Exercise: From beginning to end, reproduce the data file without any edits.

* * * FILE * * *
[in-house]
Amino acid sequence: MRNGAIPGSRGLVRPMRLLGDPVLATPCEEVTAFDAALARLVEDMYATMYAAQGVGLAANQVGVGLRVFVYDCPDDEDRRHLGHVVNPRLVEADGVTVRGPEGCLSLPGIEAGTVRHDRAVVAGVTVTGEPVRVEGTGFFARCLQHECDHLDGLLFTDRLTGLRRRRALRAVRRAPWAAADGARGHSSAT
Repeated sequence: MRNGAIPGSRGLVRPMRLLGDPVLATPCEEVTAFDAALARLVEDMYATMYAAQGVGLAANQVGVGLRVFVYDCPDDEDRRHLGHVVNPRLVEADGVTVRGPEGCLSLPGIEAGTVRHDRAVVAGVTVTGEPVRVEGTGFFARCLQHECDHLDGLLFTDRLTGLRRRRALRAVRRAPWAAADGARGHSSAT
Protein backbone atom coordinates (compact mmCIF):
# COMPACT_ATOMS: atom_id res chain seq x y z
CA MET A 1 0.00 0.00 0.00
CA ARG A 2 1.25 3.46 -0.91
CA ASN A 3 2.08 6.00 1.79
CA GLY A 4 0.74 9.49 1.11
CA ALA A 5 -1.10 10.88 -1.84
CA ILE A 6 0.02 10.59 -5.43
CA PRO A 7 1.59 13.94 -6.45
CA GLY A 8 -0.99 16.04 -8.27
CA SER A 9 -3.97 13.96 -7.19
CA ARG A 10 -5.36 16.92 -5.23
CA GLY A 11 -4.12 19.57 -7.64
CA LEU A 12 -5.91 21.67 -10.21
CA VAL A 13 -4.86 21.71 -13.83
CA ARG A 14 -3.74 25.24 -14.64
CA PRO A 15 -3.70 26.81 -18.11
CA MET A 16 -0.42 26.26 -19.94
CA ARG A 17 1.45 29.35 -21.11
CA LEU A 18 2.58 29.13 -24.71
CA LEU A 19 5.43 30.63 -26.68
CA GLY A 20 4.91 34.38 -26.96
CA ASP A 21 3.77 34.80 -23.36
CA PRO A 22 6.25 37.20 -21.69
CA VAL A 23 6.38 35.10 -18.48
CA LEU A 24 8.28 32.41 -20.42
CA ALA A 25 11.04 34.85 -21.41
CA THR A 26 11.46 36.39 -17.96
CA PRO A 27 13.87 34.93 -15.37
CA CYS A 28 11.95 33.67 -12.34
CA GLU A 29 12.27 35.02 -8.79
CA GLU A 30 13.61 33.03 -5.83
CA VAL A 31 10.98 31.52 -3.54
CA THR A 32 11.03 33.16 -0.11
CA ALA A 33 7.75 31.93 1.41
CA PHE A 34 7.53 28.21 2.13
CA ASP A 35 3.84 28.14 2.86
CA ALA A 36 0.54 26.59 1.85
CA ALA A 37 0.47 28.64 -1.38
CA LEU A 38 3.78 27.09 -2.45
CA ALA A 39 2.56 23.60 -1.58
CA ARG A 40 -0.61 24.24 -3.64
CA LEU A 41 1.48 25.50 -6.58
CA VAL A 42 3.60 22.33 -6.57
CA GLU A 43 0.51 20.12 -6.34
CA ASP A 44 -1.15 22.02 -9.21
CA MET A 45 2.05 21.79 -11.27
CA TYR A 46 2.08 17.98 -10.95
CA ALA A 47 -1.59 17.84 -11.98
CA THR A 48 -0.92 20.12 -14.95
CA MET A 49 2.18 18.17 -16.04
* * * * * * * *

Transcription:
[in-house]
Amino acid sequence: MRNGAIPGSRGLVRPMRLLGDPVLATPCEEVTAFDAALARLVEDMYATMYAAQGVGLAANQVGVGLRVFVYDCPDDEDRRHLGHVVNPRLVEADGVTVRGPEGCLSLPGIEAGTVRHDRAVVAGVTVTGEPVRVEGTGFFARCLQHECDHLDGLLFTDRLTGLRRRRALRAVRRAPWAAADGARGHSSAT
Repeated sequence: MRNGAIPGSRGLVRPMRLLGDPVLATPCEEVTAFDAALARLVEDMYATMYAAQGVGLAANQVGVGLRVFVYDCPDDEDRRHLGHVVNPRLVEADGVTVRGPEGCLSLPGIEAGTVRHDRAVVAGVTVTGEPVRVEGTGFFARCLQHECDHLDGLLFTDRLTGLRRRRALRAVRRAPWAAADGARGHSSAT
Protein backbone atom coordinates (compact mmCIF):
# COMPACT_ATOMS: atom_id res chain seq x y z
CA MET A 1 0.00 0.00 0.00
CA ARG A 2 1.25 3.46 -0.91
CA ASN A 3 2.08 6.00 1.79
CA GLY A 4 0.74 9.49 1.11
CA ALA A 5 -1.10 10.88 -1.84
CA ILE A 6 0.02 10.59 -5.43
CA PRO A 7 1.59 13.94 -6.45
CA GLY A 8 -0.99 16.04 -8.27
CA SER A 9 -3.97 13.96 -7.19
CA ARG A 10 -5.36 16.92 -5.23
CA GLY A 11 -4.12 19.57 -7.64
CA LEU A 12 -5.91 21.67 -10.21
CA VAL A 13 -4.86 21.71 -13.83
CA ARG A 14 -3.74 25.24 -14.64
CA PRO A 15 -3.70 26.81 -18.11
CA MET A 16 -0.42 26.26 -19.94
CA ARG A 17 1.45 29.35 -21.11
CA LEU A 18 2.58 29.13 -24.71
CA LEU A 19 5.43 30.63 -26.68
CA GLY A 20 4.91 34.38 -26.96
CA ASP A 21 3.77 34.80 -23.36
CA PRO A 22 6.25 37.20 -21.69
CA VAL A 23 6.38 35.10 -18.48
CA LEU A 24 8.28 32.41 -20.42
CA ALA A 25 11.04 34.85 -21.41
CA THR A 26 11.46 36.39 -17.96
CA PRO A 27 13.87 34.93 -15.37
CA CYS A 28 11.95 33.67 -12.34
CA GLU A 29 12.27 35.02 -8.79
CA GLU A 30 13.61 33.03 -5.83
CA VAL A 31 10.98 31.52 -3.54
CA THR A 32 11.03 33.16 -0.11
CA ALA A 33 7.75 31.93 1.41
CA PHE A 34 7.53 28.21 2.13
CA ASP A 35 3.84 28.14 2.86
CA ALA A 36 0.54 26.59 1.85
CA ALA A 37 0.47 28.64 -1.38
CA LEU A 38 3.78 27.09 -2.45
CA ALA A 39 2.56 23.60 -1.58
CA ARG A 40 -0.61 24.24 -3.64
CA LEU A 41 1.48 25.50 -6.58
CA VAL A 42 3.60 22.33 -6.57
CA GLU A 43 0.51 20.12 -6.34
CA ASP A 44 -1.15 22.02 -9.21
CA MET A 45 2.05 21.79 -11.27
CA TYR A 46 2.08 17.98 -10.95
CA ALA A 47 -1.59 17.84 -11.98
CA THR A 48 -0.92 20.12 -14.95
CA MET A 49 2.18 18.17 -16.04